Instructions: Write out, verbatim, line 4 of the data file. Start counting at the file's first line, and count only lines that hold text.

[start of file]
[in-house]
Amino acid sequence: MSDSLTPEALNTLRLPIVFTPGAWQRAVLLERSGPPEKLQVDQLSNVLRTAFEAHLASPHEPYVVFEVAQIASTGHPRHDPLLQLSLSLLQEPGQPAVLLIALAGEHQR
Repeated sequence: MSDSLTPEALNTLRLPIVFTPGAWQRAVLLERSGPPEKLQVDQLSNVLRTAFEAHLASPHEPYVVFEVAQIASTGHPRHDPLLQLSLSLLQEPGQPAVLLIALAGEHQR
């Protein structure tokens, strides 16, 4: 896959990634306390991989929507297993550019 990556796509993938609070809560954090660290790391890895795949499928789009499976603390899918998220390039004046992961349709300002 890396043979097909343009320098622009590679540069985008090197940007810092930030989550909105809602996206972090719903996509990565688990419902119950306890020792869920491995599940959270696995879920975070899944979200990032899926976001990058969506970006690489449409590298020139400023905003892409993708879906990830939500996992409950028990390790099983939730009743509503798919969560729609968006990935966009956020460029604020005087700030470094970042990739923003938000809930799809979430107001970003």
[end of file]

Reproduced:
């Protein structure tokens, strides 16, 4: 896959990634306390991989929507297993550019 990556796509993938609070809560954090660290790391890895795949499928789009499976603390899918998220390039004046992961349709300002 890396043979097909343009320098622009590679540069985008090197940007810092930030989550909105809602996206972090719903996509990565688990419902119950306890020792869920491995599940959270696995879920975070899944979200990032899926976001990058969506970006690489449409590298020139400023905003892409993708879906990830939500996992409950028990390790099983939730009743509503798919969560729609968006990935966009956020460029604020005087700030470094970042990739923003938000809930799809979430107001970003």